2007: The Light Plant began the task of replacing a 50-year-old electrical distribution circuit purchased from Massachusetts Electric Company many years ago. This 1.9-mile long “1301” dedicated line to Seaman Paper Company on Main Street in Otter River would be replaced with a 1.5-mile long dedicated line comprised of covered aerial conductor. This new 1301 circuit would be a huge improvement to our distribution system reliability for a customer who represents one-third of the Town’s electric demand. The Line Personnel also installed capacitor banks on Baldwinville Road and Depot Road to improve load power factor and voltage profile for the electrical distribution system. The Peak Load was 11,340 KW in December.

2008: The Light Plant replaced both the URD cable and the three voltage regulators for the “1302” circuit out of the Substation for a cost of $ 73,650. This station circuit had been previously unavailable due to a 1998 URD cable fault, and the regulators had been in service since 1972. Transformer #2 at the Substation was also replaced for a cost of $ 846,000, while simultaneously increasing the Light Plant’s load capacity from 42,500 KVA to 60,000 KVA. This would most likely be adequate to support the Town’s electrical demands for the next 40 years. Capacitor Bank installation continued on Patriots Road, at Seaman Paper Company and at W.J. Graves Construction Company. The Peak Load was 11,279 KW again in December. The entire region suffered the wrath of an Ice Storm in December of this year which took down hundreds of both distribution and transmission circuits throughout Central MA. The entire Town lost its electricity early morning on December 12th when the feed from National Grid became unavailable from either direction. Access to electricity via the Town’s transmission line was not regained until 42 hours later on December 14th. All of the Light Plant’s electric customers had been restored to normal utility power by December 16th less those who still required repair from a licensed electrician. The Light Plant received Mutual Aid assistance in the form of 8 line personnel and 4 aerial lifts from Norwood, Holyoke and Chicopee. Final restoration costs were $ 400,000, most of which was recoverable through the MEMA reimbursement process.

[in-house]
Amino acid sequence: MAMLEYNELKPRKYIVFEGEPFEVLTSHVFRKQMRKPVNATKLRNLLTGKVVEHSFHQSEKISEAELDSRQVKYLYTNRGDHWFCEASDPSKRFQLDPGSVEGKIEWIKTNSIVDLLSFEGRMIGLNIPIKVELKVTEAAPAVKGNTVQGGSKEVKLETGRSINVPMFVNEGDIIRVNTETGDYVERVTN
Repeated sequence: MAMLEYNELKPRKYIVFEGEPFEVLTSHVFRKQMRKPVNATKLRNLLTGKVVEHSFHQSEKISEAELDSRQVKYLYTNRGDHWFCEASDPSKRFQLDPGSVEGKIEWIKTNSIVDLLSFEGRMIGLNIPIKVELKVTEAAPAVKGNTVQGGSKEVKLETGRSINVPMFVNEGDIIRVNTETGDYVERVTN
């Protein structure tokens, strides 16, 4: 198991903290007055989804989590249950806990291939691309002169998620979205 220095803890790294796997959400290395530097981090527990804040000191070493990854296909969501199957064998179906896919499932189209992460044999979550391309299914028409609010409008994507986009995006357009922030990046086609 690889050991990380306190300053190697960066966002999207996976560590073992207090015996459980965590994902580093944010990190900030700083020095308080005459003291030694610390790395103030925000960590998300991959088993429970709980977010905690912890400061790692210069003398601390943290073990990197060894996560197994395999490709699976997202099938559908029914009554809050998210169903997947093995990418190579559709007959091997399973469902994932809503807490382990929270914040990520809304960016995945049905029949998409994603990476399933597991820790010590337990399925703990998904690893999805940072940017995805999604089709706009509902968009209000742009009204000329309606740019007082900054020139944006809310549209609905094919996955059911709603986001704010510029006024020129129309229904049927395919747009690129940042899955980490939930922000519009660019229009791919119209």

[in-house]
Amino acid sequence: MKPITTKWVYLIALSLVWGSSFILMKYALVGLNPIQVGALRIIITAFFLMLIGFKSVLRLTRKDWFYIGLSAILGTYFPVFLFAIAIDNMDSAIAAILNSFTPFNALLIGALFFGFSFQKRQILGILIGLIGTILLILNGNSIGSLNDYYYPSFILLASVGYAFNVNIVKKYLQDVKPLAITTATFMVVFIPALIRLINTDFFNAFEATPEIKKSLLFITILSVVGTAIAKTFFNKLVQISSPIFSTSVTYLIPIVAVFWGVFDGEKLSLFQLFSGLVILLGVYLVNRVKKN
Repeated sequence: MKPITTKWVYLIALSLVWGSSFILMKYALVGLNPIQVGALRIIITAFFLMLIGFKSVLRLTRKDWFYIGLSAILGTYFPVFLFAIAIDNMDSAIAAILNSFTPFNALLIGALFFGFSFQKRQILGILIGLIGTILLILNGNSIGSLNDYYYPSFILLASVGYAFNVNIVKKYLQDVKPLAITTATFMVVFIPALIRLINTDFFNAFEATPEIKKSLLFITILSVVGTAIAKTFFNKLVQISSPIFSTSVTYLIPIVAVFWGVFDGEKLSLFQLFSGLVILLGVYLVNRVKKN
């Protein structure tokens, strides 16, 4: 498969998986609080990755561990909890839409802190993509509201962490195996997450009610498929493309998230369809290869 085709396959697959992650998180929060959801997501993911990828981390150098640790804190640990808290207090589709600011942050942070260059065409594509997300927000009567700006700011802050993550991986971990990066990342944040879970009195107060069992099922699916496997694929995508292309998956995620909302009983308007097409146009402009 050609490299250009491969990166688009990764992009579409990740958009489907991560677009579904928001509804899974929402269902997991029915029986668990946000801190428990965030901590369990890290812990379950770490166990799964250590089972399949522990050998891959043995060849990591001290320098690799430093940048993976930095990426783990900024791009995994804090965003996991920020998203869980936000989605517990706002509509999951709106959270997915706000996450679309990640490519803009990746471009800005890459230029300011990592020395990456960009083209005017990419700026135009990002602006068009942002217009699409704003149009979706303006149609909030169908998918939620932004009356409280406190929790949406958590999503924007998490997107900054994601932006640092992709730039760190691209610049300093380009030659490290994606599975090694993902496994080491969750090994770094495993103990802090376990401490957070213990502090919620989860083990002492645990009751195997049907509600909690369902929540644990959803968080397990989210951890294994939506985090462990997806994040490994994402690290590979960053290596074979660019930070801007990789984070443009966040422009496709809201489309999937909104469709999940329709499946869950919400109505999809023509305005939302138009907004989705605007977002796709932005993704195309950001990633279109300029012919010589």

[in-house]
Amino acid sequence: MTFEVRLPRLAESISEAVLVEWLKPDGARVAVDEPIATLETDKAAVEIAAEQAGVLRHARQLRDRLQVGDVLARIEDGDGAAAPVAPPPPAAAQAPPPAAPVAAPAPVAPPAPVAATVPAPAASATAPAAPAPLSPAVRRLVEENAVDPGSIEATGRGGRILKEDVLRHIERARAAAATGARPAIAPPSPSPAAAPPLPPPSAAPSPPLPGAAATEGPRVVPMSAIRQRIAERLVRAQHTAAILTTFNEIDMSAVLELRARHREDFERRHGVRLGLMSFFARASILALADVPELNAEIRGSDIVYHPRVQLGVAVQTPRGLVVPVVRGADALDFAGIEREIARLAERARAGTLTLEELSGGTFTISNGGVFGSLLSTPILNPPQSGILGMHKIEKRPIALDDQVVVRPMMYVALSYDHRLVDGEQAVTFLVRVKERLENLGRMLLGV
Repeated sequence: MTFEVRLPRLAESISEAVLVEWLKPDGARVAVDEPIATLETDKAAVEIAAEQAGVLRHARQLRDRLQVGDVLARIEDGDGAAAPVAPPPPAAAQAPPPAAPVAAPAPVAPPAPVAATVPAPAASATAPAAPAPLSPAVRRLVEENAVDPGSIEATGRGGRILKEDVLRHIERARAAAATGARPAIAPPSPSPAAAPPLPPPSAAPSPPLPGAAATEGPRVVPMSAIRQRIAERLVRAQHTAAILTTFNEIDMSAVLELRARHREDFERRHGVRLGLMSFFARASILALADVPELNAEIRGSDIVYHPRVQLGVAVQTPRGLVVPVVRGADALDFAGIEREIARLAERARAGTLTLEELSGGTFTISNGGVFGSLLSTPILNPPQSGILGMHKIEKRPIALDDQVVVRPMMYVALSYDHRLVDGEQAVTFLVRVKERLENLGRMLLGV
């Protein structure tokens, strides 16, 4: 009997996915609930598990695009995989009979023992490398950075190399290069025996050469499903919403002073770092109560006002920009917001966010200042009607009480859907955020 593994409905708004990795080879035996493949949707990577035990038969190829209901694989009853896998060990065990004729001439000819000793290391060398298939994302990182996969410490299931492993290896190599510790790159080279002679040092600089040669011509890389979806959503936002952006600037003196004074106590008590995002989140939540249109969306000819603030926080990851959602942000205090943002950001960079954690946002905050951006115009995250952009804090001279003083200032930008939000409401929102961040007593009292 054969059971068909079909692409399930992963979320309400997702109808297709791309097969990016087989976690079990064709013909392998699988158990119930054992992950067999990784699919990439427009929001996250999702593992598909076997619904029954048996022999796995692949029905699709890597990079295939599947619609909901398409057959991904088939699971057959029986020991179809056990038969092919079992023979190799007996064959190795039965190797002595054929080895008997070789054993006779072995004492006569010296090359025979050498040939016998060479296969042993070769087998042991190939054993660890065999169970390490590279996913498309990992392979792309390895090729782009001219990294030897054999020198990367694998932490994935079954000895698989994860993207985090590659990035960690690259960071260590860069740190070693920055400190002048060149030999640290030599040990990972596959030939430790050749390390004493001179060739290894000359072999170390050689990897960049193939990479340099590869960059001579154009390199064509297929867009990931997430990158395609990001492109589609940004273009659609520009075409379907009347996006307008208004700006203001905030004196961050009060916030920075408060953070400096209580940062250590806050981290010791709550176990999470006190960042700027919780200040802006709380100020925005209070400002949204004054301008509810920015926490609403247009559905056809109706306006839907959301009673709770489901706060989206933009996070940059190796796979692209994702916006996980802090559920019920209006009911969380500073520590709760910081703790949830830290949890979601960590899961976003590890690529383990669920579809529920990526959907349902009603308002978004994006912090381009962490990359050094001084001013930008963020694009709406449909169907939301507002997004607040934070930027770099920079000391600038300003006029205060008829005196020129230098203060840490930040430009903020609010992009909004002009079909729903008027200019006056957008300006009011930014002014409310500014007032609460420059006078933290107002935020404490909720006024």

2009: The Light Plant replaced both the URD cable and the three voltage regulators for the “1303” circuit out of the Substation for a cost of $ 73,976. Both the URD cable and the regulators had been in service since 1981. Templeton Municipal Light and Water Plant had also awarded a construction bid to Waterline Industries to install a roadway and a foundation for the new 1,650- KW Wind Turbine for a cost of $ 716,674. The Line Personnel installed the necessary additional 1,300’ of new OHL and URD three-phase electrical distribution apparatus to connect the new turbine to their 1302 circuit for a cost of $ 73,224. The Light Plant also completed the installation of a 6.8-KW Solar Array at the Light and Water Facility. This array was expected to output approximately 7,750 KWH annually to reduce the energy consumption of office by 10%. The Peak Load was 10,866 KW in December.